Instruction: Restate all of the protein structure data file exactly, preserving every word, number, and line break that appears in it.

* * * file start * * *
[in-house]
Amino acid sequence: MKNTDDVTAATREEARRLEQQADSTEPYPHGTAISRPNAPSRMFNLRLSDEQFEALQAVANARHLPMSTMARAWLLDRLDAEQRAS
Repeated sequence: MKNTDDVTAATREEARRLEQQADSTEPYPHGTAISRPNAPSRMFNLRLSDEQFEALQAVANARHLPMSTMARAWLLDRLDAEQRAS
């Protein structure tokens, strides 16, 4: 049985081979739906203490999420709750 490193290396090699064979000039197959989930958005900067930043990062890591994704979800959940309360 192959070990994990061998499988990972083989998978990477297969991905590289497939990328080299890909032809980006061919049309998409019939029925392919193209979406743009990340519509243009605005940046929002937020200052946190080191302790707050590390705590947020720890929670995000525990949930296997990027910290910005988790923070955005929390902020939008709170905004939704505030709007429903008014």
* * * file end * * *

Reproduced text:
[in-house]
Amino acid sequence: MKNTDDVTAATREEARRLEQQADSTEPYPHGTAISRPNAPSRMFNLRLSDEQFEALQAVANARHLPMSTMARAWLLDRLDAEQRAS
Repeated sequence: MKNTDDVTAATREEARRLEQQADSTEPYPHGTAISRPNAPSRMFNLRLSDEQFEALQAVANARHLPMSTMARAWLLDRLDAEQRAS
């Protein structure tokens, strides 16, 4: 049985081979739906203490999420709750 490193290396090699064979000039197959989930958005900067930043990062890591994704979800959940309360 192959070990994990061998499988990972083989998978990477297969991905590289497939990328080299890909032809980006061919049309998409019939029925392919193209979406743009990340519509243009605005940046929002937020200052946190080191302790707050590390705590947020720890929670995000525990949930296997990027910290910005988790923070955005929390902020939008709170905004939704505030709007429903008014």